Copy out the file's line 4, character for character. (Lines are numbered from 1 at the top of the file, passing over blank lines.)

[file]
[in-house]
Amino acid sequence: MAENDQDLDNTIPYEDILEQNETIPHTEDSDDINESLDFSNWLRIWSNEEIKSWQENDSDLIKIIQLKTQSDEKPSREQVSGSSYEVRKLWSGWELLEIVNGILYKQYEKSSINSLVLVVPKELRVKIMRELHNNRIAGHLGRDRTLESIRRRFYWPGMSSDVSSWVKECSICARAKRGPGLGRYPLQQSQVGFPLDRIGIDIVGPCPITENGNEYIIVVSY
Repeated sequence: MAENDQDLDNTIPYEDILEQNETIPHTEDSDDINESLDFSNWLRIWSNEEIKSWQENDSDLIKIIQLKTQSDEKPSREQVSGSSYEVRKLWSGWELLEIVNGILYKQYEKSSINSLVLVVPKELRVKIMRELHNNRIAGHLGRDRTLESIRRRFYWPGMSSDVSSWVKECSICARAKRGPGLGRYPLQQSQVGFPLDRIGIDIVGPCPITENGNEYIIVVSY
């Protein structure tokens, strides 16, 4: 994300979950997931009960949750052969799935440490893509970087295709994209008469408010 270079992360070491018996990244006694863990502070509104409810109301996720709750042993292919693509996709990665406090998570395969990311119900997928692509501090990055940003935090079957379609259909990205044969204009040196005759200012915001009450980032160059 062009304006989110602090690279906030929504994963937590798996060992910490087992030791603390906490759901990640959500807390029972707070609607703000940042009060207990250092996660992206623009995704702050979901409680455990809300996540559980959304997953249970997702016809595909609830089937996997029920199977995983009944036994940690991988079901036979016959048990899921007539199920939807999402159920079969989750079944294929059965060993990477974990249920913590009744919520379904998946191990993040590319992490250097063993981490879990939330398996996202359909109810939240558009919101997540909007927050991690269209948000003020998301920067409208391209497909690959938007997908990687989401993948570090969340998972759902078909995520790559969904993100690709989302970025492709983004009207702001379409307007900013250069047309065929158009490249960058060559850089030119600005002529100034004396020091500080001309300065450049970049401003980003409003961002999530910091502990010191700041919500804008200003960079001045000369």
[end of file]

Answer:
């Protein structure tokens, strides 16, 4: 994300979950997931009960949750052969799935440490893509970087295709994209008469408010 270079992360070491018996990244006694863990502070509104409810109301996720709750042993292919693509996709990665406090998570395969990311119900997928692509501090990055940003935090079957379609259909990205044969204009040196005759200012915001009450980032160059 062009304006989110602090690279906030929504994963937590798996060992910490087992030791603390906490759901990640959500807390029972707070609607703000940042009060207990250092996660992206623009995704702050979901409680455990809300996540559980959304997953249970997702016809595909609830089937996997029920199977995983009944036994940690991988079901036979016959048990899921007539199920939807999402159920079969989750079944294929059965060993990477974990249920913590009744919520379904998946191990993040590319992490250097063993981490879990939330398996996202359909109810939240558009919101997540909007927050991690269209948000003020998301920067409208391209497909690959938007997908990687989401993948570090969340998972759902078909995520790559969904993100690709989302970025492709983004009207702001379409307007900013250069047309065929158009490249960058060559850089030119600005002529100034004396020091500080001309300065450049970049401003980003409003961002999530910091502990010191700041919500804008200003960079001045000369």